I was going through the history of my Samsung health step count the other day, and I realized that I had the highest steps counts before big life-changing decisions, and I found that interesting. Looking back, I found that I went on more walks when I was consumed by something or trying to be introspective, and walking gave me clarity. Once clarity was attained, I would feel a sense of urgency to fix the situation, make it better, strategize to course-correct, or just get myself out of my current state.
Course correcting is not always easy, and it is not a one and done attempt; it requires planning, shedding, and forecasting. In my previous posts, I talked about taking stock, and budgeting but I will not have done justice to the roadmap to financial freedom without touching on forecasting.
Forecasting is predicting a future event or state. If truly we want to attain financial freedom, where we are today, and what we do currently will not get us freedom regardless of how tight our budget is. So, at some point, we will have to think about other ways to generate revenue, to pay off debts, to get a promotion, to change jobs, or to find a new side hustle.
One can say that I want to be the CEO of my company or debt-free in five years. These are attainable goals that give life meaning, but forecasting goes beyond having goals. It does not stop at predicting the future and expecting it to come true (except you are a mythical being or a magician) that is guessing. But guessing and praying will not actualize your future without planning and executing milestones that will drive you to that forecasted endpoint.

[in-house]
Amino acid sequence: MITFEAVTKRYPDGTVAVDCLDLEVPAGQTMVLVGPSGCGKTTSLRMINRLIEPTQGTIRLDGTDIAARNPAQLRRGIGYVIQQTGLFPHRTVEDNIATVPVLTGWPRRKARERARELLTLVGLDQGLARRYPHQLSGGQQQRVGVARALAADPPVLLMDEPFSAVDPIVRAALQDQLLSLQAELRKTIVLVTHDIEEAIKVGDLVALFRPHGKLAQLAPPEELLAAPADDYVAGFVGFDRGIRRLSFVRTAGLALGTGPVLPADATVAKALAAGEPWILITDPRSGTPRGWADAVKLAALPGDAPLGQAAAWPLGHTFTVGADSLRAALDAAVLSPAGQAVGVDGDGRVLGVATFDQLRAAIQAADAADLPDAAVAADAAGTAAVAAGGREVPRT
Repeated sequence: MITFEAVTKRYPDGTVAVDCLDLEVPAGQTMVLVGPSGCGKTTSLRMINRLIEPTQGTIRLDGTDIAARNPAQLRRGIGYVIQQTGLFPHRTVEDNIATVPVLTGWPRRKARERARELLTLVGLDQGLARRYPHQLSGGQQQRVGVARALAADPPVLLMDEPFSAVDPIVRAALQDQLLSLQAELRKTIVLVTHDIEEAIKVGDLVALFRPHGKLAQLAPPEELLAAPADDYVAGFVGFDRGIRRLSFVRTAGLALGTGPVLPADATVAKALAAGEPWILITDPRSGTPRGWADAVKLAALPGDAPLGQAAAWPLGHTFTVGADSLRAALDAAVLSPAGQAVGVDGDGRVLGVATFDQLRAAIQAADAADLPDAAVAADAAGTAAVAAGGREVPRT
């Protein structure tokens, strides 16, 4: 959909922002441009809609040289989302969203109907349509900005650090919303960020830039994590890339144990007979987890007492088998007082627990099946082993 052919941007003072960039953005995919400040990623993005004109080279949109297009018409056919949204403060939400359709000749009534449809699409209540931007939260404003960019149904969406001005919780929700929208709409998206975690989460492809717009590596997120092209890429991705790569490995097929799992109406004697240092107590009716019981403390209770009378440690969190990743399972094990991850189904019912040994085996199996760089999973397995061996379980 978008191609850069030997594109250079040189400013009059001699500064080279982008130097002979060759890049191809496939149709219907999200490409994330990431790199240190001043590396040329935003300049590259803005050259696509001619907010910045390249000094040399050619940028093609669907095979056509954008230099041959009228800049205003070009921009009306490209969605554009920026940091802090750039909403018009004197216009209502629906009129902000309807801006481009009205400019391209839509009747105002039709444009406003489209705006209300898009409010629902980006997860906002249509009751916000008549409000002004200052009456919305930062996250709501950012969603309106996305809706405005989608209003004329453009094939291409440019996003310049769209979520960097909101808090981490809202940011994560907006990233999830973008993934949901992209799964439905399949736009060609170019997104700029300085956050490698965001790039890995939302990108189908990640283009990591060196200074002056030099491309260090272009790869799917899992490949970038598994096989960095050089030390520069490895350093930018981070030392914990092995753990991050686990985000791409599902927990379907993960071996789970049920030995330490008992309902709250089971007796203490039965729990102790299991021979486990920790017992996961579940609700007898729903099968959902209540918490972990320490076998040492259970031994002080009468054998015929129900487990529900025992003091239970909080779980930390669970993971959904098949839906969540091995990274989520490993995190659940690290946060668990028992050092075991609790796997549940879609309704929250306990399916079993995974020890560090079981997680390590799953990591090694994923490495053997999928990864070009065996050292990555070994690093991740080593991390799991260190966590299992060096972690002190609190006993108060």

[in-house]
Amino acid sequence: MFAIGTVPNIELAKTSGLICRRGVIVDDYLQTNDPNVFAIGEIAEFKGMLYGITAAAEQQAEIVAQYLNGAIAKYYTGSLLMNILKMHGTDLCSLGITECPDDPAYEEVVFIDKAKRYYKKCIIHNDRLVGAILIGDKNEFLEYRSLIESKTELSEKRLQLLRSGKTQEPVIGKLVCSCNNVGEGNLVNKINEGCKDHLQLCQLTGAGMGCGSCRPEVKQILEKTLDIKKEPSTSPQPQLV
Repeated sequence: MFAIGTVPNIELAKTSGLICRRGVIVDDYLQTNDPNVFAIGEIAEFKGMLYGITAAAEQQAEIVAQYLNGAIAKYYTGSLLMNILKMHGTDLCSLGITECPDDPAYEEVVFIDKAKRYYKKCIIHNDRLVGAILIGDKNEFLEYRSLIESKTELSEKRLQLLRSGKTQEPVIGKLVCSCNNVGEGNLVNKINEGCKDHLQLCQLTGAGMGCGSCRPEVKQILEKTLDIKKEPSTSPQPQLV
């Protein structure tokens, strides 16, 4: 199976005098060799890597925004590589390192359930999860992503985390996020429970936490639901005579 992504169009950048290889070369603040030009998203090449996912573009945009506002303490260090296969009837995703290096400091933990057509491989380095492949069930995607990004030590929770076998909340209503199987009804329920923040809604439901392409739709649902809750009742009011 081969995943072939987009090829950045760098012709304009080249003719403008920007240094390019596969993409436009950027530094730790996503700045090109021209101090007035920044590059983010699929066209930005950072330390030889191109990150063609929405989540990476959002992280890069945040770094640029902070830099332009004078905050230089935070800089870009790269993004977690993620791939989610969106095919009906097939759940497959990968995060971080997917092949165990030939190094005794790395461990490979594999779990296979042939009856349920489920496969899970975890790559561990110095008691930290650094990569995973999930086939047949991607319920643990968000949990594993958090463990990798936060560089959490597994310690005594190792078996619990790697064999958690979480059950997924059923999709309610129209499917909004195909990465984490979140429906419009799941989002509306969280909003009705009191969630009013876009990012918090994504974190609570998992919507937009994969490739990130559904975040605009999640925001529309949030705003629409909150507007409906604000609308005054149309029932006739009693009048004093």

How then do we forecast?
- Be intentional: What this means is that your goals must S.M.A.R.T. They must be specific, measurable, achievable, relevant, and time-bound. S.M.A.R.T goals may seem oversold, but If your goals are not S.M.A.R.T. to begin with, your forecast is dead on arrival.
- Write it down: Our brain is a powerful thing, but it plays tricks to protect us sometimes, so if you planned to be debt-free in three years, and at the 2.5-year mark you have not gone past 50% of your debt, you begin to adjust the timeline to 5 years and you don’t hold yourself accountable to the timelines of that goal. Writing it down substantiates your goals.
- Have an execution plan: Once your goal is written down, begin to flesh it out. What would it take to get from point A to point B? Will you need financing, education, time, or help from friends and family? Think through all the items that will help you attain this goal and plan to get them all in place.
- Create check-in milestones: Set milestones, check how you rank against your target milestone. Are you meeting expectations? If you are not, evaluate why, create a mitigation plan, and earmark your point of recovery. At these check-ins, adjust your timelines where necessary, but stay committed to your goals. I find quarterly check-ins to be effective, especially when a change in timeline is required, but a monthly pulse will highlight quick course-correcting opportunities, so do both. Always remember to celebrate your growth.
- Find a buddy/mentor: Find someone that can hold you accountable, be it a buddy that is on the same journey as you are, a mentor that has already lived the goals you want to achieve, or both. Whichever one you choose, make sure it is someone you respect and can hold you accountable.
And lastly, believe that you can achieve it. This seems intangible but it is essential because changing levels is hard and your state of mind affects your results.
That’s it from me this week OGs, what do you think about forecasting your dreams and ambitions. #comment, #like, #subscribe.